For the video to single “Else,” the band invited over 20 animators to help form a visual accompaniment to the song’s thudding synthetic heart. Bellowing like some dance floor giant lost among the synths, this song thunders, shudders and tromps around, spilling bits of pop music all over the club floor. “Else” is unlike anything you’ve heard recently and will stay percolating around in your head for weeks.

Turn to Crime, “Light
Detroit trio Turn to Crime has been labeled as krautrock and garage rock and any number of other genres in between. These descriptions hold a certain validity. This is a band whose music changes every time you hear it, based on context and individual perception. Filled with motorik beats, warbling electronic flourishes and a stark post-punk attitude, their songs seem like they shouldn’t work-but through the band’s hyperactive execution, it all fits together in spectacular fashion.

On recent single “Light,” the band mixes a garage rock aggressiveness with an electronic aesthetic that results in a curiously affecting sound that’s equal parts Cluster and Parquet Courts. There’s a languid vocal sheen from singer and band mastermind Derek Stanton that keeps all the sounds corralled together and heading in the same direction. These sounds should be flying off at all angles, but Stanton makes it all work, despite the disparity of the music involved-and given the influences, that’s quite a feat.

The Bright Smoke, “Exit Door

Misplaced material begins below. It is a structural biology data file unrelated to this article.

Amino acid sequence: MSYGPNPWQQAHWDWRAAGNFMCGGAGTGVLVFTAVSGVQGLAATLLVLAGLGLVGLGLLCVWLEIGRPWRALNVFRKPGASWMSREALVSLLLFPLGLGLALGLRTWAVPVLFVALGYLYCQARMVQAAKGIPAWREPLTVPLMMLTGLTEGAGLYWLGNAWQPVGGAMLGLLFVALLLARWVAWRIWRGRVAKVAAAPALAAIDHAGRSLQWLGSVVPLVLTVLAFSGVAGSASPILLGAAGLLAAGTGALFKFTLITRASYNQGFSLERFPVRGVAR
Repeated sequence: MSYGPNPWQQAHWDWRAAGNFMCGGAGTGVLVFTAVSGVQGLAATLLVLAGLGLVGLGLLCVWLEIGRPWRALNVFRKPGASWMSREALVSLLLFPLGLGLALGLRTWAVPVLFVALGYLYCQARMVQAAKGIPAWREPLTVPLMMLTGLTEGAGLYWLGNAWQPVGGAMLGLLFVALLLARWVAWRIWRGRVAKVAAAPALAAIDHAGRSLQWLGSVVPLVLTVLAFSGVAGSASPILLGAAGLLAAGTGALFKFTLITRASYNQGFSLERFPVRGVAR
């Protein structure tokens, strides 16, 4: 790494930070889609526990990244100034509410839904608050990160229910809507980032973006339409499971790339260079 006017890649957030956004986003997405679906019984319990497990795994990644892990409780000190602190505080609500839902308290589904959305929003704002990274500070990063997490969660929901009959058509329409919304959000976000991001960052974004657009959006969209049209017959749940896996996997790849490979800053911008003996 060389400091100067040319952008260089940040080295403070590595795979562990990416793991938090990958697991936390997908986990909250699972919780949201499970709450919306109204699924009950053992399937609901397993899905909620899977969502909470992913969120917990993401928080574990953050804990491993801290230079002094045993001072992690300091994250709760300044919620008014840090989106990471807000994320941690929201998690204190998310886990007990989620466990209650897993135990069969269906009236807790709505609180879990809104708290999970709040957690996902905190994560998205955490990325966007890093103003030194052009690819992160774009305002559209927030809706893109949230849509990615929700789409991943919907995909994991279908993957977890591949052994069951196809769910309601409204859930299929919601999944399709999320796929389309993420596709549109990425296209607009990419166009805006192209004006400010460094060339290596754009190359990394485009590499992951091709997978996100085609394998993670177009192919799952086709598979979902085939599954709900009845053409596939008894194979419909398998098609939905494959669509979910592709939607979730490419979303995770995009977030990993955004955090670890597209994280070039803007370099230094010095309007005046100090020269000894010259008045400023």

Brooklyn-based duo The Bright Smoke is gearing up for the release of their sophomore record, “Terrible Towns,” which is due out sometime in April. Composed of Mia Wilson and Quincy Ledbetter, the band specializes in gloomy yet upbeat pop rhythms that stray pretty far from what you might expect. Their music has been compared to Cat Power and Patti Smith, and those comparisons are apt if a bit limiting-so while there is a curious familiarity to the sounds that they use here, it’s simply the recognition of influences on our part and not merely a reliance on other people’s music.

With their latest single, “Exit Door,” they take some reverbed guitars, an eerie clacking percussion and Wilson’s biting voice, and create a song that feels austere even as it ramps up the tension and emotional release through the ebb and flow of melody and tone. The track works its way under your skin, with echoes of elastic guitar lines and moaning vocals pinging from one end to the other. Chilling in its bare framework and grim aesthetic, “Exit Door” is the sound of a band quickly emerging from the shadows, casting out a stark experimental pop web and just as suddenly shuffling back into the darkness.

Joshua Pickard covers local and national music, film and other aspects of pop culture. You can contact him onFacebook,Twitteror byemail. The opinions expressed in this column belong solely to the author, not Nooga.comor itsemployees.